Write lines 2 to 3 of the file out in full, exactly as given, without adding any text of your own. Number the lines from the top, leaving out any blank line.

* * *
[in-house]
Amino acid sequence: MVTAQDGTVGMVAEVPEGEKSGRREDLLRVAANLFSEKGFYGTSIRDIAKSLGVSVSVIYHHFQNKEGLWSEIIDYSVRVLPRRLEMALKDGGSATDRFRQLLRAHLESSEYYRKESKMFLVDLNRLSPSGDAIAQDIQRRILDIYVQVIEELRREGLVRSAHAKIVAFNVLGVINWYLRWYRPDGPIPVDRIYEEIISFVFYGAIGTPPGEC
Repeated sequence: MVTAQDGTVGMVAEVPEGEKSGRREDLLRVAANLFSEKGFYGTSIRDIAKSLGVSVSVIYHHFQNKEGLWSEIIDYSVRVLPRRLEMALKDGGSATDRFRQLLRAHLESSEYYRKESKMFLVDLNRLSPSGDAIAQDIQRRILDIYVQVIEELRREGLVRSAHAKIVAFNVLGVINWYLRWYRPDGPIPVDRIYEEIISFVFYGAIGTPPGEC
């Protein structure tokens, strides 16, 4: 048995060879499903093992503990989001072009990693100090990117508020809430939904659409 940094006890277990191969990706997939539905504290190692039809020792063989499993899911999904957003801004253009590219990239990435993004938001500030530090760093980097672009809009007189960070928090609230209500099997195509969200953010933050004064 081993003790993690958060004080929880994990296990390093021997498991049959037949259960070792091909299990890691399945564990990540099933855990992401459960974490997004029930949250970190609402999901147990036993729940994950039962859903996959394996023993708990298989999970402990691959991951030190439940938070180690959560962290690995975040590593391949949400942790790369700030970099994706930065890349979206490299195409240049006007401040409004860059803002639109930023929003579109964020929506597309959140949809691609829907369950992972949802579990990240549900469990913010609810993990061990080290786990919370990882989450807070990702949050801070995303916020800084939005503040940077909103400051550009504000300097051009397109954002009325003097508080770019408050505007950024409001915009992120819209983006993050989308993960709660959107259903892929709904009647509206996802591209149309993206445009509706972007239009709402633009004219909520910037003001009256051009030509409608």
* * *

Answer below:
Amino acid sequence: MVTAQDGTVGMVAEVPEGEKSGRREDLLRVAANLFSEKGFYGTSIRDIAKSLGVSVSVIYHHFQNKEGLWSEIIDYSVRVLPRRLEMALKDGGSATDRFRQLLRAHLESSEYYRKESKMFLVDLNRLSPSGDAIAQDIQRRILDIYVQVIEELRREGLVRSAHAKIVAFNVLGVINWYLRWYRPDGPIPVDRIYEEIISFVFYGAIGTPPGEC
Repeated sequence: MVTAQDGTVGMVAEVPEGEKSGRREDLLRVAANLFSEKGFYGTSIRDIAKSLGVSVSVIYHHFQNKEGLWSEIIDYSVRVLPRRLEMALKDGGSATDRFRQLLRAHLESSEYYRKESKMFLVDLNRLSPSGDAIAQDIQRRILDIYVQVIEELRREGLVRSAHAKIVAFNVLGVINWYLRWYRPDGPIPVDRIYEEIISFVFYGAIGTPPGEC